First set of components: Two Variable [Fixed], one set to E (this gives the position of the viewer) and the other set to P (this gives the position of the surface). Plug both of them into a Distance brick, and it gives you something that will spit out the distances between points on an object, and the viewer. I personally grouped this and saved it as a custom “Eye to Point Distance” brick so I could work with it more easily later.
Now, what that gives you isn’t usable straight out of the box. To be usable and intuitive, values should stretch from 0 to 1, as that’s basically from pure black to pure white. Anything else clips. If it was only being used for a pure math calculation, that might be fine. However, if you want to use it later to render a depth mask, you’re SOL. Besides, having values range from 0 to 1 makes them far more intuitive for further calculations.
So we’ll fix that. Add a Binary Operation brick, change the title to “Move to Scene Min,” and connect the Eye to Point Distance output to the first input. Add a Value brick, name its variable slider “Minimum Distance” and connect the output to the second input. Change the operation to “Subtract.” This will allow you to dial down the values of Eye to Point Distance all by the same amount, so you can set the position where pure black starts (yes, pure black, it’s in reverse at the moment, don’t worry about it for now) at the closest surface to to the camera.
Still unusable, of course. It goes way past pure white almost instantly. That’s what we fix next. In order to do that, we need to scale the current output by the visible scene size. Mathematically, this works out to maxdistance-mindistance, to take the camera position out of the equation. So add another Value brick and name its variable Maximum Distance. Add another Binary Operation brick and change the title to “Scene Size.” Plug the output of Maximum Distance into the first input of Scene Size. Plug the output of Minimum Distance into the second input. Change the operation to Subtract. That will give you a flat numeric value for the visible scene size, once the distance variables are set properly.
Now, we need to use that to scale the distance output properly. So add another Binary Operations brick and change the title to “Scale to Scene Size.” Plug the output of Move to Scene Min into the first input. Plug the output of Scene Size into the second input.Change the operation to Divide. This will scale all the values appropriately, so pure white (yep, still backwards) will be at the far side of the scene once the Distance variables are set correctly.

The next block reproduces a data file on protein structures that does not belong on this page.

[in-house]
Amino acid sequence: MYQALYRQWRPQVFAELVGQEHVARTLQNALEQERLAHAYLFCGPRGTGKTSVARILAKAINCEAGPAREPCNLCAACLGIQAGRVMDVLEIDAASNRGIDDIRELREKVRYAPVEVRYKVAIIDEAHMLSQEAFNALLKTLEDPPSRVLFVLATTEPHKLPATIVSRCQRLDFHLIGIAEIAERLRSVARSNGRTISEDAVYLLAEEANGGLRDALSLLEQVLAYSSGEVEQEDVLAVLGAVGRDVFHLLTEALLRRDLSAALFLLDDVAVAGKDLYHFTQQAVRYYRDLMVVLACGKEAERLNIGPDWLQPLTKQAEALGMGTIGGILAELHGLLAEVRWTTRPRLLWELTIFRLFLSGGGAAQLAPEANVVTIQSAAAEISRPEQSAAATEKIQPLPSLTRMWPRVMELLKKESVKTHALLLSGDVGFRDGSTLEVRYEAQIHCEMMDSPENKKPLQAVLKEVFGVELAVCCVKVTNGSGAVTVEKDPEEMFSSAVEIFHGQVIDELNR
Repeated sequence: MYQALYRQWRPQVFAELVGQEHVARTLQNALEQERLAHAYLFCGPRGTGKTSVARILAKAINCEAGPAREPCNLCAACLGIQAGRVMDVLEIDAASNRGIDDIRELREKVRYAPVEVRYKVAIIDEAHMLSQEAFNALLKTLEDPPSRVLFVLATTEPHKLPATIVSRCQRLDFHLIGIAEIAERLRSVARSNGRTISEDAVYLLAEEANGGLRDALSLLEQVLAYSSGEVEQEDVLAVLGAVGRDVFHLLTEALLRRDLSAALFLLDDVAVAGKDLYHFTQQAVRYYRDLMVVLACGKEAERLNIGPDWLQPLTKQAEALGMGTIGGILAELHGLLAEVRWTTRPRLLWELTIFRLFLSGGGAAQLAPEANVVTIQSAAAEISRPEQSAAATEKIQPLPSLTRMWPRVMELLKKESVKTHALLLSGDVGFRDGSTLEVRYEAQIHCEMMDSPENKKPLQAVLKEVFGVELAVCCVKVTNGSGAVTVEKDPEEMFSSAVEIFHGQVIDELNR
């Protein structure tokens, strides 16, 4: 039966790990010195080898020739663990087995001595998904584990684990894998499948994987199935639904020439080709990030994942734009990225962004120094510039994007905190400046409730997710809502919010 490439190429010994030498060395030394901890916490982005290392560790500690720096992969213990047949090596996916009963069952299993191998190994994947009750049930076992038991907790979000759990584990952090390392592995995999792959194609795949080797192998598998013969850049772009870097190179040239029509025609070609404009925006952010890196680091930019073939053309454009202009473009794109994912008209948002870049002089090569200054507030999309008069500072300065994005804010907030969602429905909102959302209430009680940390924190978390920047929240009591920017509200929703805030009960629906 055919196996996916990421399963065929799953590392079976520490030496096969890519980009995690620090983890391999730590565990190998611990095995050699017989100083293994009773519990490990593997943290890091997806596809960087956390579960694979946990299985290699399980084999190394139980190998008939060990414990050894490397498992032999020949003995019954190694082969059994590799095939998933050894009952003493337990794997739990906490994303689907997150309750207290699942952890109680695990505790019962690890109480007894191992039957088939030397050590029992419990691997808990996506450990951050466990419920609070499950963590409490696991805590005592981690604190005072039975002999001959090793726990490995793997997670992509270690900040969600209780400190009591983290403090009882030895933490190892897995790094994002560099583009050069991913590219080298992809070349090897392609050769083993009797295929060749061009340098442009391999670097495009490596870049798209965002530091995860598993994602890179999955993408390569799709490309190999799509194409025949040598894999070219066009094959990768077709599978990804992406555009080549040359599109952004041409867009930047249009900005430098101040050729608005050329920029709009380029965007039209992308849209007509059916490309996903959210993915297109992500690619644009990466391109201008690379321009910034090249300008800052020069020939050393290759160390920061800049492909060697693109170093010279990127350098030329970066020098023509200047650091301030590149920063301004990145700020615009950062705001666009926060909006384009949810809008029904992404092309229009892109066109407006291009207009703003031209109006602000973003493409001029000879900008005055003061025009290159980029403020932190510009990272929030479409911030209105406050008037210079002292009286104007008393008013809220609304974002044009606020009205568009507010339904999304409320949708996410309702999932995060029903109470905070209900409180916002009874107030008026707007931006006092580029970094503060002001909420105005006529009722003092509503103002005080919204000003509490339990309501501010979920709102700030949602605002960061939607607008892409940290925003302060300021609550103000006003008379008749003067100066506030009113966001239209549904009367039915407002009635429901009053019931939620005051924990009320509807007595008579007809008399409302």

Now, we don’t really want a backwards depth shader. It’s “technically” accurate. Black is mapped to the closest distance, the closest distance is the smallest distance, and black represents zero. But for a intuitive shader, we want the closest part of the scene to be white, the closer to us the more “important.” It makes using the output to scale effects simpler. You can stop here if you like. However, I added one more Binary Operations brick, changed the title to “Invert,” changed the first value to 1, set it to hidden (not locked, never ever locked, this can cause fun, fun problems depending on the situation), plugged the output of Scale to Scene Size into the second input, and changed the operation to Subtract. This inverts the shader values so they run from high (close) to low (far).
The best thing about this is, since it’s based on the surface, it can be mapped with transparency. You have to mess with ray depth and such to get those camera shaders to work with it - they might be simpler at face value, but this will give you surface by surface control.